Q: Forty years--that's nothing to sneeze at in this business. Can you tell us a little bit about your most recent product, the Helix control; it's a SaaS workflow application, kind of an orchestrator. How does that work, and is that something similar to what Kubernetes does?

A: It's slightly different. At BMC, we support our customers in many businesses, and enterprise use cases that span automation service management, infrastructure management and monitoring, remediation, and predictive analytics and data. We offer our solutions in every platform, from mobile all the way to mainframe. 

One of these solutions is in the area of automation--that's business-process automation workflow automation, managed file transfers, all the way to the role that automation and intelligent automation play in the line of business; whether it’s about supporting business workflows or IT workflows. We have an industry- leading solution called Control M, and the new announcement is on a SaaS version of this; a cloud offering for controlling automation software; this has been in existence for a while. It touches many aspects of our lives on a daily basis, whether you're going to withdraw money from an ATM machine or submitting a request for provisioning in a business, invariably that triggers a workflow automation, or a process automation and background.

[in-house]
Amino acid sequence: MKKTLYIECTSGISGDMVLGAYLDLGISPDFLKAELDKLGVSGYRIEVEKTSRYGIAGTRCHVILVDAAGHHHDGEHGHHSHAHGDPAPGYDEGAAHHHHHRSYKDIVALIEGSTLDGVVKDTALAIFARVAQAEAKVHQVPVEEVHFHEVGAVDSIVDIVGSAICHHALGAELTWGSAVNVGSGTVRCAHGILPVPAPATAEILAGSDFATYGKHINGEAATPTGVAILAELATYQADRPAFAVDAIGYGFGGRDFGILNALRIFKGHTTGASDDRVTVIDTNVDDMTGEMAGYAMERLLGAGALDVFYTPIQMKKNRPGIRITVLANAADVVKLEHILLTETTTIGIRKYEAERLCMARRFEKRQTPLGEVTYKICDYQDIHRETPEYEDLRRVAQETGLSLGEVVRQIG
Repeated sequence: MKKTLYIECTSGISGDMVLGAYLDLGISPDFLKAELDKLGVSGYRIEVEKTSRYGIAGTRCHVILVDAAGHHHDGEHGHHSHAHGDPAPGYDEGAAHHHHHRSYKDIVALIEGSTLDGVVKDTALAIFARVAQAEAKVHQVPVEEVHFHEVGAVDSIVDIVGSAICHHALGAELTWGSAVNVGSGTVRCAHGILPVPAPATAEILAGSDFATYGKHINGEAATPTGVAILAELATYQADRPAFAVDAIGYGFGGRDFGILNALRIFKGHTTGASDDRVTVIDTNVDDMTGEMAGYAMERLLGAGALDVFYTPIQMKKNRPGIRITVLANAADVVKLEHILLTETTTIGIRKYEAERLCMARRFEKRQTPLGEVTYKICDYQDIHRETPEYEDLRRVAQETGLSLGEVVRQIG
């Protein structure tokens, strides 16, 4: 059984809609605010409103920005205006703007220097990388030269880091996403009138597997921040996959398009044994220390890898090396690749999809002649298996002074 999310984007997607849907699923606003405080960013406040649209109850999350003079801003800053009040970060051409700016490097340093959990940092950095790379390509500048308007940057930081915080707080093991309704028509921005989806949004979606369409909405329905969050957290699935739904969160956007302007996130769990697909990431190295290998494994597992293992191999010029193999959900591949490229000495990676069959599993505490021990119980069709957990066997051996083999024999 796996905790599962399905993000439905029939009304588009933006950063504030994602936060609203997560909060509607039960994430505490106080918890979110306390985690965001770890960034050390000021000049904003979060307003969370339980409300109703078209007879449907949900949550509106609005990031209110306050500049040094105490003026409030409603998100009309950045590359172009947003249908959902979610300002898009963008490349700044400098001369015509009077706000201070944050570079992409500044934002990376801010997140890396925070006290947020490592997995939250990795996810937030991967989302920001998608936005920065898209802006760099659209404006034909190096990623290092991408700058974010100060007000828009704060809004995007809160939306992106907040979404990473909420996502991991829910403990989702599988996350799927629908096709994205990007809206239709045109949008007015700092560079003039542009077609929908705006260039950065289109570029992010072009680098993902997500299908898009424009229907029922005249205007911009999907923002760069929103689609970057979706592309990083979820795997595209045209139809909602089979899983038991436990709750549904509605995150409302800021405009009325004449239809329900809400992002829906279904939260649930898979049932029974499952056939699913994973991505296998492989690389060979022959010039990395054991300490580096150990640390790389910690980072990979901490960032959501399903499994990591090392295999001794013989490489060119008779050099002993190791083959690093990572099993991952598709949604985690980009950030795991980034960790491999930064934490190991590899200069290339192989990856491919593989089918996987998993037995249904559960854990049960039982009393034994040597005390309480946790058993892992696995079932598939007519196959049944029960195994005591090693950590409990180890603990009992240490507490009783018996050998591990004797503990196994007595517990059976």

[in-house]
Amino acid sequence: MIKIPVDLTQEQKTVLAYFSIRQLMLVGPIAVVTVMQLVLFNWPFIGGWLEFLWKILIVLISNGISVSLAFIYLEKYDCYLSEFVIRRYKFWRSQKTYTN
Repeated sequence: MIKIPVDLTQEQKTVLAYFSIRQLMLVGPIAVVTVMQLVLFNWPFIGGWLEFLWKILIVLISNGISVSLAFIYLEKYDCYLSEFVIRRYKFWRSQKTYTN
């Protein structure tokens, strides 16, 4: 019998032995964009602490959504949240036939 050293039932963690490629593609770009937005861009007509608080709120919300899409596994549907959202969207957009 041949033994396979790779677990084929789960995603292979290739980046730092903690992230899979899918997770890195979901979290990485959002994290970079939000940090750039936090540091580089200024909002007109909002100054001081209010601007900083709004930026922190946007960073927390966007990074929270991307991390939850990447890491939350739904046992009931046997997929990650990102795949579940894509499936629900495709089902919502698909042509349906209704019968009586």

But the interesting and exciting part is that the applications for hyper-automation now are spanning every part of the business--of how a business runs. We show examples of customers using it, how to run their business, how to automate, how to speed up the decision-making process and drive more accuracy and productivity. So we're very excited about the reception from the market to this new SaaS offering and the use cases it can support.

Q: What's your definition of hyper-automation as opposed to automation?

A: Great question, and maybe I'll take a step back and share with you. Last year, we spent a lot of time looking at enterprise software and how companies, large and small from different industry domains, would evolve in the use of technology over time. And our focus is to look at the customer's unmet needs, the key challenges--not only that they face today, but that they will run into three years from now, five years from now.